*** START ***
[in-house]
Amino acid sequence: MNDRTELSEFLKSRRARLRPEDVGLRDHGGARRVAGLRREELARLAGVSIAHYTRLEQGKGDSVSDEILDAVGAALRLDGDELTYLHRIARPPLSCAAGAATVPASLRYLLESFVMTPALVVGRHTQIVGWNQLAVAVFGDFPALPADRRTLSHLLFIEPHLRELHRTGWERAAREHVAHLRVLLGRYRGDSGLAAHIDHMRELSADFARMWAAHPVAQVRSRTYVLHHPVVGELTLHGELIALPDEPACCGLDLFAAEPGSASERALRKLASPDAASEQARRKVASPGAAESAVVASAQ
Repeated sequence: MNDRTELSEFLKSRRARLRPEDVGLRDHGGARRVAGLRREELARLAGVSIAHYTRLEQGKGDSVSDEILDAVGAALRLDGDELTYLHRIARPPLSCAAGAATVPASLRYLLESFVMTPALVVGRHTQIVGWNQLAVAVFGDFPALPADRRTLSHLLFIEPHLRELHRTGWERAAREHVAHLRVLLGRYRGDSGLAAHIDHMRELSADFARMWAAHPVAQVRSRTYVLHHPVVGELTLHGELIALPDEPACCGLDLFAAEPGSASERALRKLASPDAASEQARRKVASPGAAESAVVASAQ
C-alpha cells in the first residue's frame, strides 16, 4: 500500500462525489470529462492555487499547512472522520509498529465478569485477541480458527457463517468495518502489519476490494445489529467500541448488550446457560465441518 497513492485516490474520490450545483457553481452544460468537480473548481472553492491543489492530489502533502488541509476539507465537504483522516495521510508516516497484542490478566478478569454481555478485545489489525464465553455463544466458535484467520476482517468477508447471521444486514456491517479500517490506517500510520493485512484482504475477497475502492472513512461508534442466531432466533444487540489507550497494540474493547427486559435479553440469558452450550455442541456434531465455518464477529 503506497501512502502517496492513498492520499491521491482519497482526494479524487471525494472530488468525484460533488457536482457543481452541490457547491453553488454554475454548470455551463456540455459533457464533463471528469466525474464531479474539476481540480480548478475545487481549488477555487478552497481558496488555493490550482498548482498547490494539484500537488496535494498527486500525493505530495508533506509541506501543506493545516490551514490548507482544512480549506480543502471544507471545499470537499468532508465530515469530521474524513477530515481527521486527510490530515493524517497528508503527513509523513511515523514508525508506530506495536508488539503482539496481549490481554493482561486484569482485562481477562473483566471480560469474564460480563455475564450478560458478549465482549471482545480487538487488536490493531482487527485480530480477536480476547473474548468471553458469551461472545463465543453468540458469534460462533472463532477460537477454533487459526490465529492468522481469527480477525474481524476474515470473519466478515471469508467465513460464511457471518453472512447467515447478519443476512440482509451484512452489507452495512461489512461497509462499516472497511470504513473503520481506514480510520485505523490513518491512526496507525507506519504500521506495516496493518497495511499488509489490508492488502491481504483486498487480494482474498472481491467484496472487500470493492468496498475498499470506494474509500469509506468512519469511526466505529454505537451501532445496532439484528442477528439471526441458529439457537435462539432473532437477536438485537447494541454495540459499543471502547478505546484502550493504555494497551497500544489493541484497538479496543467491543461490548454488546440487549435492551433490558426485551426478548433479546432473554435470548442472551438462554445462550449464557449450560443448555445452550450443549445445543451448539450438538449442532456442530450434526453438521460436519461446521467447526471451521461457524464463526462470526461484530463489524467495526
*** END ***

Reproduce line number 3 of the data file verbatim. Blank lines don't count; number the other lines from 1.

Repeated sequence: MNDRTELSEFLKSRRARLRPEDVGLRDHGGARRVAGLRREELARLAGVSIAHYTRLEQGKGDSVSDEILDAVGAALRLDGDELTYLHRIARPPLSCAAGAATVPASLRYLLESFVMTPALVVGRHTQIVGWNQLAVAVFGDFPALPADRRTLSHLLFIEPHLRELHRTGWERAAREHVAHLRVLLGRYRGDSGLAAHIDHMRELSADFARMWAAHPVAQVRSRTYVLHHPVVGELTLHGELIALPDEPACCGLDLFAAEPGSASERALRKLASPDAASEQARRKVASPGAAESAVVASAQ